The Science of Stone Prayers: Archaeology of the Ohio Valley and Early Research
Research on CSLs in the Northeast Has Early Roots in the Ohio Valley Region
Nipauwu kodtonquag at Tohkekomuash, in Sanakkomuk (Shutesbury, MA) at a tribally-verified ceremonial site (c) J. Schilling-Cachat 2015.
The Ohio and Mississippi Valleys are famous as homes of multiple mound-building civilizations. Though the misconceived notion of a single Mound Builder nation persists in less informed circles, many are now familiar with Adena, Hopewell, Mississippian, and other civilizations, historic and ancient, whose physical legacy reaches to the Gulf Coast and Southeast Coast. Florida was home to cities built on shell mound islands, ingeniously engineered to allow hurricane storm surges to pass harmlessly through. Many also do not know that mound cultures extend north into Minnesota and the Dakotas. Murderous gangs of Spanish looters and genocide-makers could not help but speak on paper about the magnificent works of these peoples.
At First Contact with Europeans, the peoples of the Ohio Valley and the eastern tallgrass prairie were mostly Algonquians. These nations - such as Shawanoki Lenaweek (Shawnee), Miami, Illinoi, Peoria, Kikapu, Potawatomi Neshnabe and many more - speak languages very closely related to Northeastern Algonquian nations.
What is less known in the same regions are the many smaller scale works of Indigenous civilizations. Though some revisionist archaeologists now claim that research on CSLs began in the Northeast only recently, the truth is older and more distant. Kellar and others conducted much earlier investigations in the Ohio Valley and other regions in the rich trans-Appalachian prairies and deciduous bottomland forests extending west and south. In the early 1900s, the famous ethnographer of Algonquian peoples, Frank Speck, noted the widespread presence of ceremonial stone groupings among Algonquian nations and questioned the lack of academic study or even mention of them.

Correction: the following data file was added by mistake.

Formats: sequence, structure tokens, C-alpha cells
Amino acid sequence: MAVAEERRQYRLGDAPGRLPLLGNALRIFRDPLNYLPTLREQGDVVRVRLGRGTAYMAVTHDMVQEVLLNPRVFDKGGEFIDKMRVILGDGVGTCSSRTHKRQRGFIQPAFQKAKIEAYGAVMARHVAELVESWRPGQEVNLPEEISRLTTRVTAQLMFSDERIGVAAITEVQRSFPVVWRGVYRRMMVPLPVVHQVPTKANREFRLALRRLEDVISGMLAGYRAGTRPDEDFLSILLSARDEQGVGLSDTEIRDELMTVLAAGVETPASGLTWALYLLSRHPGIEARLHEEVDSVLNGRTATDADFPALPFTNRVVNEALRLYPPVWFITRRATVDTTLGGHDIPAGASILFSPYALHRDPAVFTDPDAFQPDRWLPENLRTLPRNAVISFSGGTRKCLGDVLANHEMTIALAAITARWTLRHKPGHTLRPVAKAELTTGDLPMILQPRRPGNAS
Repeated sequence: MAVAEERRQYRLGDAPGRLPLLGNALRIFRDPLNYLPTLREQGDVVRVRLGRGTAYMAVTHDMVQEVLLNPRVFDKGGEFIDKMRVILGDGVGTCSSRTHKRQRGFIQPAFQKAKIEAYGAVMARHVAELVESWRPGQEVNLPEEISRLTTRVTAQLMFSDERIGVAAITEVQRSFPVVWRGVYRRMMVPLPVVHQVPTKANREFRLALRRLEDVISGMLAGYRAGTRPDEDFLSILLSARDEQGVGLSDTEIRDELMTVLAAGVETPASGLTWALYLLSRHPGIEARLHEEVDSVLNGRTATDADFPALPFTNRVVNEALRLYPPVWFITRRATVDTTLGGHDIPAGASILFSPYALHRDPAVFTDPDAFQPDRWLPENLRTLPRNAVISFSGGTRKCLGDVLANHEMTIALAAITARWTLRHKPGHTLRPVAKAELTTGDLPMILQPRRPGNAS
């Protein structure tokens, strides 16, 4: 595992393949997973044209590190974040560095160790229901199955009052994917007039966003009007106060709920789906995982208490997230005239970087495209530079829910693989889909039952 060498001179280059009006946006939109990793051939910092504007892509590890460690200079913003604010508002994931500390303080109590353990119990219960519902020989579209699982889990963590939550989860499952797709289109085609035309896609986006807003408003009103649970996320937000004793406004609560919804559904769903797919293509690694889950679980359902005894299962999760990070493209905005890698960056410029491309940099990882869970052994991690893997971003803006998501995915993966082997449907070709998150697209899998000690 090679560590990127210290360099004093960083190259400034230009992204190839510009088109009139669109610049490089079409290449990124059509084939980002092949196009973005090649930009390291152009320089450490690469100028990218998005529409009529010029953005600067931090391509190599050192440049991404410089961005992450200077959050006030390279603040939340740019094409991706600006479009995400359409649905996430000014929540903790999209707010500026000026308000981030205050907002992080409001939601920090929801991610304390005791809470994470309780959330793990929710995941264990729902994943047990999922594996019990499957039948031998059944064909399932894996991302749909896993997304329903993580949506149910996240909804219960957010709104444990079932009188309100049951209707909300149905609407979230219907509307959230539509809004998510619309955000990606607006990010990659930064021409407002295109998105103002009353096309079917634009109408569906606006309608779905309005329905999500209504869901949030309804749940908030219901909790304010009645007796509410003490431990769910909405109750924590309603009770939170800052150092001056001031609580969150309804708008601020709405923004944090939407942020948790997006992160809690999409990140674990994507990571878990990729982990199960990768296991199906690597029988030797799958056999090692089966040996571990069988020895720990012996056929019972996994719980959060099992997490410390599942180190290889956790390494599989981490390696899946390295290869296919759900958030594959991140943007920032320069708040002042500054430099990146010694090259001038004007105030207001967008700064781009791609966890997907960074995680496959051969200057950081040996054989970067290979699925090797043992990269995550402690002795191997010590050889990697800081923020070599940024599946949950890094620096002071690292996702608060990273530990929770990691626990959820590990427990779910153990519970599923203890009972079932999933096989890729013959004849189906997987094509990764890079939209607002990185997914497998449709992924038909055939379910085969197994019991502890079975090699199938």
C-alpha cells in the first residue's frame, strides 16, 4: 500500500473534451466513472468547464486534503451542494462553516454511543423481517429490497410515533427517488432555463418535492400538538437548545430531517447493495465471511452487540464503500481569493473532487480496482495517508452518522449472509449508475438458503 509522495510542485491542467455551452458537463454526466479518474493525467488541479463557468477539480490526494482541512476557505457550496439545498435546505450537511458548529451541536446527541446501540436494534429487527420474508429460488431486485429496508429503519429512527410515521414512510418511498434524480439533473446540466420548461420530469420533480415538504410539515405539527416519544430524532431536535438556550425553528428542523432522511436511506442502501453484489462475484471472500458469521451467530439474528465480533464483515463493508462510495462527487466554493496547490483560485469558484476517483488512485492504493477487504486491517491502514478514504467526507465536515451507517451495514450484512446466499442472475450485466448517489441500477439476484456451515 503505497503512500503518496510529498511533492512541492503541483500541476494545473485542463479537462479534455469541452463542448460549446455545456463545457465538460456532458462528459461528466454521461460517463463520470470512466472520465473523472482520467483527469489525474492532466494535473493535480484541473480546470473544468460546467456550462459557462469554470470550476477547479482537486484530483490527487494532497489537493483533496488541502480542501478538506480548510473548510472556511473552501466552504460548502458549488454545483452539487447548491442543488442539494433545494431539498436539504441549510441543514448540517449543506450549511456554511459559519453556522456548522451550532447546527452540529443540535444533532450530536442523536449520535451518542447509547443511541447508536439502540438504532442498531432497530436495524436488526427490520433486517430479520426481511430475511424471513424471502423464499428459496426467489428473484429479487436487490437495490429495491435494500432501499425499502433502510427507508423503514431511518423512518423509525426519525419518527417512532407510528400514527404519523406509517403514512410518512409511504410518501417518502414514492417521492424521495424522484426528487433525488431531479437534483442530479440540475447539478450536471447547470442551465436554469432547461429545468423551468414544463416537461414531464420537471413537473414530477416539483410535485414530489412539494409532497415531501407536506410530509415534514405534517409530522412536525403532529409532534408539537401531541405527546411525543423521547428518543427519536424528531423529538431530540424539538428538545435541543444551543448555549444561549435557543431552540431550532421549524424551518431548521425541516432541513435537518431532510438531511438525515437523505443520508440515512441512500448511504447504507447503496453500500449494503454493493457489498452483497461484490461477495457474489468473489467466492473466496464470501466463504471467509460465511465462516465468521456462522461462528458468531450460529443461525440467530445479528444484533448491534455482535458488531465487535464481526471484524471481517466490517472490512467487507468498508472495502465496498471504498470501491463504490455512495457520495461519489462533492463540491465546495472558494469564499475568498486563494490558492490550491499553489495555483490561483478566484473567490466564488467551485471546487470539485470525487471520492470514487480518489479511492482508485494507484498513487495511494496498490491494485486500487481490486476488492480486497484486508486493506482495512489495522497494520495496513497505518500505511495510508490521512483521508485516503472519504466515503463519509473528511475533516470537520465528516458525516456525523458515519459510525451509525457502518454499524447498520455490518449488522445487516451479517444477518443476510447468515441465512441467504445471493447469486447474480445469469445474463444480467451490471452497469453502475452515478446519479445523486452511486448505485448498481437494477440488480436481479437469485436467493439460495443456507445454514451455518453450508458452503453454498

Here, we offer a brief review of CSL archaeology of the Ohio Valley, West Virginia and neighboring states. Alongside, we offer an updated view on this body of work and its correlation with study of stone prayers in the Northeast.
1900-1970: The Early Years of Stone Prayer Archaeology
Nipauwu kodtonquag in Northwestern Connecticut, tribally verified.(c) J. Schilling-Cachat 2019.
Research regarding sacred stones and stone prayers begins before 1900. Accounts from the Northeast reach back to Frank Speck’s “Malecite Tales,” 1917, in the Journal of American Folklore (30 (118):479-485) and “The Memorial Brush Heap in Delaware and Elsewhere” in Bulletin of the Archaeological Society of Delaware (1945, 4:17-23). Speck so consistently encountered sacred stones and sacred stone groupings in his work with various Algonquian nations that he later complained about the lack of academic examination on the subject.
Charity Moore and Andrew Weiss, professional archaeologists, published a full study of stone prayers with a synopsis of the history of stone prayer archaeology in Journal of Ohio Archaeology (2016, 4:39-72):
Moore and Weiss note the famous earthen mound legacy of the region before focusing on the archaeology of smaller Indigenous stone works. Describing the early work of Kellar, they summarize:
“In 1960, James Kellar, a prominent Indiana archaeologist and stone mound specialist, published a synthesis of this prior research, listing at least 53 stone mound and cairn sites in Ohio, 10 in West Virginia, and 20 in Pennsylvania (1960:478-481). In an insightful and still relevant chapter titled "The Stone Mound Problem," he discusses the often poor excavation techniques and reporting, the various attempts to categorize and date rock features, and the widely differing interpretations of their meanings, most of which he describes as being based in "folklore, and gross analogy" (Kellar 1960:401-412).”
Beginning with a body of 83 studies is an impressive launching pad for investigation of stone prayer places. Frustrated with the loose treatment of cultural heritage and scientific interpretation on these sites, Kellar sought a better approach. Though the early investigations leave much to be desired, Moore and Weiss note important contributions: